It had always been a dream of mine to go to college since I was little. That decision was set in stone when I was asked by a family friend what my plans were for the future (meaning to be friendly and only inquiring about the upcoming school year), I took the question to mean my whole life! So, the end of the long and in depth answer was "and then go to college". With that final thought the woman proceeded to pat my head patronizingly. It was then that I vowed to myself to prove that woman, and any other naysayers wrong.

One would assume, it was surely set out to be an uphill battle, being that I was the daughter of a young single mother. My neighborhood was filled with middle class boys who were more expected to go to college than myself, a little girl growing up on food stamps. I excelled in school though, teachers loved me, and by 2nd grade I was advanced to honors English level classes since my reading level was that of an 8th grader. By 8 years old my budding entrepreneurial spirit was taking form when I wanted to open up a lemonade stand with my friend Sara,but with a twist. I wanted to go to the big box wholesale store and buy candy, chips, burgers, and hotdogs in bulk and get Sara's dad to do the grilling while Sara and I would sell the lemonade! That led to wanting to have a restaurant, which then snowballed into me taking culinary arts at the Insitute of Hospitality and Culinary Arts program at Travis High School where I trained alongside star chefs like Chef David Bull and did catered events for such notables as Alton Brown and local dignitaries, while taking regular classes at McCallum High School.

It was in those teen years that 2 major things happened. I was diagnosed with Endometriosis after missing countless days of school over and over again. At the age of 17 I started my first business.

I took on selling cosmetics through mark. a daughter black_n_white.jpgcompany  newly started by Avon. It was here I came to realize that even if you know who your target market is, things can prove challenging. After that experience I got my feet wet with an MLM company, Quixtar. With this company my growth was stifled by  limitations the company had in place. This was frustrating because if an 18 year old could make the  kind of business deals  I was in negotiations with doing I couldn't see why anyone else could not do the same.  So, onward and upward I  went reading 2 entrepreneurship textbooks during the summer before  being accepted to 5 out of the 6 colleges I applied to. I declined a full-ride scholarship to the University of Texas at San Antonio, and attended the college that seemed a better fit, Cornell College.

With the health problems I had in high school that followed me to college I knew no one would ever want me as an employee because of all the missed days of work I would have to have with my condition. It became clear more then ever that entrepreneurship and my own business were the only real answer. Most importantly I was tired of seeing all of my family work hard, paycheck to paycheck making someone else's dreams come true. Growing up in the wake of Enron, Worldcom, and Tyco scandals I knew you could work hard your whole life, be loyal to a company, and have your whole world pulled out from underneath you. I wanted to be in control of my life, if I failed that was going to be my fault and I was going to own it and if I succeed that was on me too, no one was going to take credit for what I made of myself. Cornell turned out not to be the perfect fit for what I was seeking. It became clear, that more classes then not I felt I was leading the class through the discussions, making valid points, bringing real world examples to the table when I  transferred to International Academy of Design and Technology at Chicago the second college I attended.  Up to that point I had spent 12 years studying businesses,  and people and what made them tick.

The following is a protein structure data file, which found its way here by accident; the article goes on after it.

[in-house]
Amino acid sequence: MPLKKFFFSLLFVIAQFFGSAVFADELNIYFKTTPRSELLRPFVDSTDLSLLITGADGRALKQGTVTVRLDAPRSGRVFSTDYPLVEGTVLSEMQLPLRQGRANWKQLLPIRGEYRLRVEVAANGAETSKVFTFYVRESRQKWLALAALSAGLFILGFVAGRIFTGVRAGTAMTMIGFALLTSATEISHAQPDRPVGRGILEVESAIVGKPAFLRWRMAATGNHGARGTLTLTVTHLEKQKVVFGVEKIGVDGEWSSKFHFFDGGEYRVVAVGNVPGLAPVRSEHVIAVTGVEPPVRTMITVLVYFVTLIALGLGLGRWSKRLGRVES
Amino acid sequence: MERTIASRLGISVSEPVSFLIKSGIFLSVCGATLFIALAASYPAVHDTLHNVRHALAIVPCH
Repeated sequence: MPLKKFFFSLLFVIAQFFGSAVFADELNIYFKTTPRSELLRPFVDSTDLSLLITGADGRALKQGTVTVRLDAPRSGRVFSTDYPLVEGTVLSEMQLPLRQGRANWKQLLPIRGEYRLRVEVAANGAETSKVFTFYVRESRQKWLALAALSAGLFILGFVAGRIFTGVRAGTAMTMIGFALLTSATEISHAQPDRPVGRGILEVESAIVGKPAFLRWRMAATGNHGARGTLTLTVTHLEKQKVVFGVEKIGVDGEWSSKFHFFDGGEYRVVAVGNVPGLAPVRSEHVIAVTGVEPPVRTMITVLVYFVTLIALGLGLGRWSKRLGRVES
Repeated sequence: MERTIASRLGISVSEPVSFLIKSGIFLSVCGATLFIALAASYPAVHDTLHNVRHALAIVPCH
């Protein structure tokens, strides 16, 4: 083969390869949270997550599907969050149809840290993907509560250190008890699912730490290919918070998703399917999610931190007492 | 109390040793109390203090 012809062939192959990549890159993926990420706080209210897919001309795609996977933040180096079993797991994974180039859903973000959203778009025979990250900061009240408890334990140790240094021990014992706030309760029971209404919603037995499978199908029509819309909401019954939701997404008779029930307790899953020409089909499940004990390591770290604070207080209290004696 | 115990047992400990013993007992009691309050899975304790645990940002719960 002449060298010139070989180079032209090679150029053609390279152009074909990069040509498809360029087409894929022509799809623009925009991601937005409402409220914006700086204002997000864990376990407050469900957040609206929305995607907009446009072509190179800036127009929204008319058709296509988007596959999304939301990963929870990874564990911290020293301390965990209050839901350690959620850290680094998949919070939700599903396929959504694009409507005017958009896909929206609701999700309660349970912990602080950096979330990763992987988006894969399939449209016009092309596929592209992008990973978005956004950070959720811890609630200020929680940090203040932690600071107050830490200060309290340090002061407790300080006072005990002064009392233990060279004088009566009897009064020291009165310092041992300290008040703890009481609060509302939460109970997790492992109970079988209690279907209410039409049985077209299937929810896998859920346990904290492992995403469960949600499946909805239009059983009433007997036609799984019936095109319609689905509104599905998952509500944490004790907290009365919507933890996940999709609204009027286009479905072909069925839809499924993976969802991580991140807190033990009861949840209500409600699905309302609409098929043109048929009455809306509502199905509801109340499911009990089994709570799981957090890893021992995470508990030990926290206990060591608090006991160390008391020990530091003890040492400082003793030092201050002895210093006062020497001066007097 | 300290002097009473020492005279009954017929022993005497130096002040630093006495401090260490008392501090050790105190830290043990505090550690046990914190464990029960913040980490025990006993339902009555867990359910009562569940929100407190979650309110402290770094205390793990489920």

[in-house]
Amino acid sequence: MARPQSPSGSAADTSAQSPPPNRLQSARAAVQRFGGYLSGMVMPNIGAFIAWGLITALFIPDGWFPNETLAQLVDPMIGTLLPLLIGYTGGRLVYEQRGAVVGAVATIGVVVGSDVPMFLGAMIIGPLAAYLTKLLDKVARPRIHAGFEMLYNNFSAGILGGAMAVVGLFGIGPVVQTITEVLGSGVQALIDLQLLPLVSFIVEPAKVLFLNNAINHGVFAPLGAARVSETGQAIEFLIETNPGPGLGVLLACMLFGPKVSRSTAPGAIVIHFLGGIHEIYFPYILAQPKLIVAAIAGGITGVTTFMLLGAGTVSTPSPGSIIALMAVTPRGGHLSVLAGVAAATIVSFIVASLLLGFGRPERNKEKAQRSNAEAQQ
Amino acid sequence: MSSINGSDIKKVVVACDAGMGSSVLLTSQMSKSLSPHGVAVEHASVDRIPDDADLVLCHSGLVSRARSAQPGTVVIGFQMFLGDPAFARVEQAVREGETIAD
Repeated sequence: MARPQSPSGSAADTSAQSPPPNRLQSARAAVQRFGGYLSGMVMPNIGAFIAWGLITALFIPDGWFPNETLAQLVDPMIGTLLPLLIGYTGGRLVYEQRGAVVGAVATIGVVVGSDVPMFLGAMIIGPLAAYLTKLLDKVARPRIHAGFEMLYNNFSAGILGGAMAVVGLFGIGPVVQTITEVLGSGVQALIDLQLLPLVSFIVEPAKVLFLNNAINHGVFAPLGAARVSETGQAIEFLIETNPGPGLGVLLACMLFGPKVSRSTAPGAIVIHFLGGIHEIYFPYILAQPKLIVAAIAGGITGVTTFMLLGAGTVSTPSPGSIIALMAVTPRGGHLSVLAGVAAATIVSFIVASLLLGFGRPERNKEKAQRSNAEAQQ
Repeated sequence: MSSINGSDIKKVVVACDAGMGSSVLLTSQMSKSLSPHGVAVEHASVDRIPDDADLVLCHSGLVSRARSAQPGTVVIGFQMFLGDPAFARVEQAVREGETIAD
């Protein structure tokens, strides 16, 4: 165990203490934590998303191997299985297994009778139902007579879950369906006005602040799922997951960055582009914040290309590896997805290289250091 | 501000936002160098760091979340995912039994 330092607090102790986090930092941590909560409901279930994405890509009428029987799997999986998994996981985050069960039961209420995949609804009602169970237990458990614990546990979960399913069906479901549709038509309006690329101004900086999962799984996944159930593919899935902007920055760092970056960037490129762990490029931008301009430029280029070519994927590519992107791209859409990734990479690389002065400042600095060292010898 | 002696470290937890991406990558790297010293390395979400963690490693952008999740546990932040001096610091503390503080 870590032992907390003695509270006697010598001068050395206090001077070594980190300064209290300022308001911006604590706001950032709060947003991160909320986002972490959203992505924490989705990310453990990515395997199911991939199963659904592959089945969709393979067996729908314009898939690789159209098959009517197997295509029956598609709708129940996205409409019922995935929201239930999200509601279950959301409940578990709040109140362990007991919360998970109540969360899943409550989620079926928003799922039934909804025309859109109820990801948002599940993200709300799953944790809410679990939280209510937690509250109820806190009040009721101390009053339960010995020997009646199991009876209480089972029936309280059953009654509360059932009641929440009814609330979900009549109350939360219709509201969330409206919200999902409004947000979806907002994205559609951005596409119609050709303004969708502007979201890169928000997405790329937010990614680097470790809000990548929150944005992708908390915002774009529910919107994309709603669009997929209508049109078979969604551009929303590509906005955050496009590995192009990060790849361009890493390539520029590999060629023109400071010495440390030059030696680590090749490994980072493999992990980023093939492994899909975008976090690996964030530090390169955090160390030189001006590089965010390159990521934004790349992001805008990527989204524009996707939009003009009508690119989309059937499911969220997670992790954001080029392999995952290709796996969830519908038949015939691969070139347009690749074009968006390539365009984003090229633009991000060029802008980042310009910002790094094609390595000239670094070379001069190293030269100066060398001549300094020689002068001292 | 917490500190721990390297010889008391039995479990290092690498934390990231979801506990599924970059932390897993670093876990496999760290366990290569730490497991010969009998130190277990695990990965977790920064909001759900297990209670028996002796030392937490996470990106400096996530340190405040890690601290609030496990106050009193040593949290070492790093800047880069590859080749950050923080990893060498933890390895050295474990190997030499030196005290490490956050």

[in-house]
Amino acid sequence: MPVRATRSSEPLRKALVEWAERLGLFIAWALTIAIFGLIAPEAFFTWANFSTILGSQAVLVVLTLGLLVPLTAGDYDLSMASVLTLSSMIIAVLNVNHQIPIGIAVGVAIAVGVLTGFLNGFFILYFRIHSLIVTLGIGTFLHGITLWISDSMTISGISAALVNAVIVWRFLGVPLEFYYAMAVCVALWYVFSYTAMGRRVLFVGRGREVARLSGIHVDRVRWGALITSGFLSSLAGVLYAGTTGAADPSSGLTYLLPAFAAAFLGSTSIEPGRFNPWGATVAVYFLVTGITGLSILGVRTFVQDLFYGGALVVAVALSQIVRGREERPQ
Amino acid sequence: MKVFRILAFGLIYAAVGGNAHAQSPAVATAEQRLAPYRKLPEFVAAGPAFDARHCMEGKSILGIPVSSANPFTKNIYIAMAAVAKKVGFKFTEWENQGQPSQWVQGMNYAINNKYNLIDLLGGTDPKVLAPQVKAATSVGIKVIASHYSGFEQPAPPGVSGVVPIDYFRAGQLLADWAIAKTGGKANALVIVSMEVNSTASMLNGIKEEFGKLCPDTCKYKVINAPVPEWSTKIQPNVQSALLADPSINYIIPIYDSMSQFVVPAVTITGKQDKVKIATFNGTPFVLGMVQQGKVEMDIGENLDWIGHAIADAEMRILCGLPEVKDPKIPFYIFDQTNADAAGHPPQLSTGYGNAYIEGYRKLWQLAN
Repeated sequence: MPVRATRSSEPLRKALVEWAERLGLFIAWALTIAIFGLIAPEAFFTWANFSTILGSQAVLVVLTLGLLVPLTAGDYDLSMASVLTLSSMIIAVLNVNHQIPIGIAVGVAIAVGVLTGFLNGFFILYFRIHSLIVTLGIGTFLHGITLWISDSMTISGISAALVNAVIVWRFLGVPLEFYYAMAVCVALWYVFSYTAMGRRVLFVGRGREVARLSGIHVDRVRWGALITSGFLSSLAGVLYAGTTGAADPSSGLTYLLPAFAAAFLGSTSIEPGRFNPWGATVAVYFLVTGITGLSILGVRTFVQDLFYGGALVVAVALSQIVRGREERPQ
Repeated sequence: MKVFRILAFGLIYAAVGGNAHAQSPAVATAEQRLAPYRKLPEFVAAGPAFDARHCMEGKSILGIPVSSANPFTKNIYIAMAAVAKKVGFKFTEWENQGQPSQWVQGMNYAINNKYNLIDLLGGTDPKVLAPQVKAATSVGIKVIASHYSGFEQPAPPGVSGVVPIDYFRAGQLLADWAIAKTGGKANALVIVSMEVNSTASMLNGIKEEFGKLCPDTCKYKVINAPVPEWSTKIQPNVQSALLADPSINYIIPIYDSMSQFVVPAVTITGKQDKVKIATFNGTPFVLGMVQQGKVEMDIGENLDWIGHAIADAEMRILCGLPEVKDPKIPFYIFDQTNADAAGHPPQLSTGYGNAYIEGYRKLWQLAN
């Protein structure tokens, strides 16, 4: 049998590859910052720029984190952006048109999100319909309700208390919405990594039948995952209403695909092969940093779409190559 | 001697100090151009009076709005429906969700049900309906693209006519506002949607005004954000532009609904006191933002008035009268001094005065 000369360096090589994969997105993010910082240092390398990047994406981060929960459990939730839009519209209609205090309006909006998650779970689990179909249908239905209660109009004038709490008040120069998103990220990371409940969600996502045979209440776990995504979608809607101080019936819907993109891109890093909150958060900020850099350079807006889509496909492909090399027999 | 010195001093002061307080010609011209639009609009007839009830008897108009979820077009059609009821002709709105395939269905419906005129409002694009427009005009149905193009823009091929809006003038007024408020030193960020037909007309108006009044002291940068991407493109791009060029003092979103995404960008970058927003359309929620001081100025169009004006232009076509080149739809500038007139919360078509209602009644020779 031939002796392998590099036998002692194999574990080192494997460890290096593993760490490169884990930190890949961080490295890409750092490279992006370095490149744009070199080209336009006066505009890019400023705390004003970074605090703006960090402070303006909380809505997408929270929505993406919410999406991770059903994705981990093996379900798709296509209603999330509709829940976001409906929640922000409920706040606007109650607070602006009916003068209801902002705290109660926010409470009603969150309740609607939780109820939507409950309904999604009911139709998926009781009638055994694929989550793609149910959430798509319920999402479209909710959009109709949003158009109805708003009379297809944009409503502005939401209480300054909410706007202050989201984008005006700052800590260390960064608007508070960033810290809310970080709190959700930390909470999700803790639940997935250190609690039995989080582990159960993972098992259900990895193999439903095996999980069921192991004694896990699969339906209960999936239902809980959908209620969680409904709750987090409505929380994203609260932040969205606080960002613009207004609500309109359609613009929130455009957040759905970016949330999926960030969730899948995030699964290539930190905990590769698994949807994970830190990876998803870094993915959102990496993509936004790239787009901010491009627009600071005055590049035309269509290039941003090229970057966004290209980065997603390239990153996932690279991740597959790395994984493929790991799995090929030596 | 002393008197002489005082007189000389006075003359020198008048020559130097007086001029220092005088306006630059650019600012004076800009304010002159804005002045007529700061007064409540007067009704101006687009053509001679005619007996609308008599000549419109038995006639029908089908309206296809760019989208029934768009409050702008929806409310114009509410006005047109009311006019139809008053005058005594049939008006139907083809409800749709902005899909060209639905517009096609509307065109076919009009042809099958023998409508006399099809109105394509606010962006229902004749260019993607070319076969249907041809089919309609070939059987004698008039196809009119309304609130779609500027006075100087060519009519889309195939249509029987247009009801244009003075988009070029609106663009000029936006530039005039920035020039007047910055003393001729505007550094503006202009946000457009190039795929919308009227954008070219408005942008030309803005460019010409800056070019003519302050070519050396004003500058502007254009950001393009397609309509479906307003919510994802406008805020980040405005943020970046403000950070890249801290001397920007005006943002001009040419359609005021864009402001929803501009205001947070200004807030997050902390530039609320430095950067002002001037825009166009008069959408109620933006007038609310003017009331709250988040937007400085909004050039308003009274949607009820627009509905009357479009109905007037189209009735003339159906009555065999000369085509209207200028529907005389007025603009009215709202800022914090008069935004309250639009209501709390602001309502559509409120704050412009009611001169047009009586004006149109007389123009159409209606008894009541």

Unfortunately, it took being on the receiving end of a violent crime to shake me to my core and set my life back on the entrepreneurial track. It made sense to me, more so then the rules companies I worked for had in place simply for the sake of having rules. I could not understand how rules were made by people in offices that never knew how the typical front-line interaction actually happened. I came to understand through those positions you can't pressure sales, you have to build relationships. People don't buy things, they buy experiences, a lifestyle, a promise of what they are striving to achieve. People buy results above all else.

When  the name Nicole Bienfang is uttered one should automatically think "above and beyond". This is because I go above and beyond job descriptions, expectations, and the bare minimum on anything I do. My dedication and effort to any project is 100%. I have  a lot of book smarts , but I possess street  smarts  as well.  My demeanor is very  confident, often times I come off blunt (not to hurt anyone just to get to the  point), and have a dry wit . When I care about something  I   become very passionate about it. Although knowledgeable about a  plethora of topics ( I'm self described "Jill-of-all-Trades") I will  always be willing to admit I do  not know something and will look  into it and follow up to give you an answer. I work well in teams, as  my peers often officially or unofficially elect me as leader.  My enthusiasm for life, and  projects often spreads like fire wherever I go. 

Want to get to know me even more check out these pages:

What I'm Reading


What I'm Watching


In the Press/Public Eye


My Recommendations

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